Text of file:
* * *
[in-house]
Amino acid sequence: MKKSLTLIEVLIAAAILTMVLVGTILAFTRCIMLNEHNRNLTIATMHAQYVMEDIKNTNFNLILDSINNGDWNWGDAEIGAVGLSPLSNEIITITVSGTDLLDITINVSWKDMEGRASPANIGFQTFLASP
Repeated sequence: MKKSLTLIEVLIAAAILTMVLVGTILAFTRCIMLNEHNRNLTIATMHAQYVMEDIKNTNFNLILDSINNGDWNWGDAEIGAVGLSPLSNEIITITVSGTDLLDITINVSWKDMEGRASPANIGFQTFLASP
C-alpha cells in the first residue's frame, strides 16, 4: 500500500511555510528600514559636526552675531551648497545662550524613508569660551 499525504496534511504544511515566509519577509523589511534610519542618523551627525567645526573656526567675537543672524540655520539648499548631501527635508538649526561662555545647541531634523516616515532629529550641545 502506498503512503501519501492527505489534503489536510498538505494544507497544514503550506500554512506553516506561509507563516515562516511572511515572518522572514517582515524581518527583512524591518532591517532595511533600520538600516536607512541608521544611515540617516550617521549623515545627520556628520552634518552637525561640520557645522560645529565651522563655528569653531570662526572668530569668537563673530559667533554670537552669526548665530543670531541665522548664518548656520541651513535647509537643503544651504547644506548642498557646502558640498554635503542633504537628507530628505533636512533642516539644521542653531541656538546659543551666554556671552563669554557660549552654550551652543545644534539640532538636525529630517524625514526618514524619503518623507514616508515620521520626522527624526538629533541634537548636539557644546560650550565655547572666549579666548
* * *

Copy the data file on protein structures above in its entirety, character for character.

[in-house]
Amino acid sequence: MKKSLTLIEVLIAAAILTMVLVGTILAFTRCIMLNEHNRNLTIATMHAQYVMEDIKNTNFNLILDSINNGDWNWGDAEIGAVGLSPLSNEIITITVSGTDLLDITINVSWKDMEGRASPANIGFQTFLASP
Repeated sequence: MKKSLTLIEVLIAAAILTMVLVGTILAFTRCIMLNEHNRNLTIATMHAQYVMEDIKNTNFNLILDSINNGDWNWGDAEIGAVGLSPLSNEIITITVSGTDLLDITINVSWKDMEGRASPANIGFQTFLASP
C-alpha cells in the first residue's frame, strides 16, 4: 500500500511555510528600514559636526552675531551648497545662550524613508569660551 499525504496534511504544511515566509519577509523589511534610519542618523551627525567645526573656526567675537543672524540655520539648499548631501527635508538649526561662555545647541531634523516616515532629529550641545 502506498503512503501519501492527505489534503489536510498538505494544507497544514503550506500554512506553516506561509507563516515562516511572511515572518522572514517582515524581518527583512524591518532591517532595511533600520538600516536607512541608521544611515540617516550617521549623515545627520556628520552634518552637525561640520557645522560645529565651522563655528569653531570662526572668530569668537563673530559667533554670537552669526548665530543670531541665522548664518548656520541651513535647509537643503544651504547644506548642498557646502558640498554635503542633504537628507530628505533636512533642516539644521542653531541656538546659543551666554556671552563669554557660549552654550551652543545644534539640532538636525529630517524625514526618514524619503518623507514616508515620521520626522527624526538629533541634537548636539557644546560650550565655547572666549579666548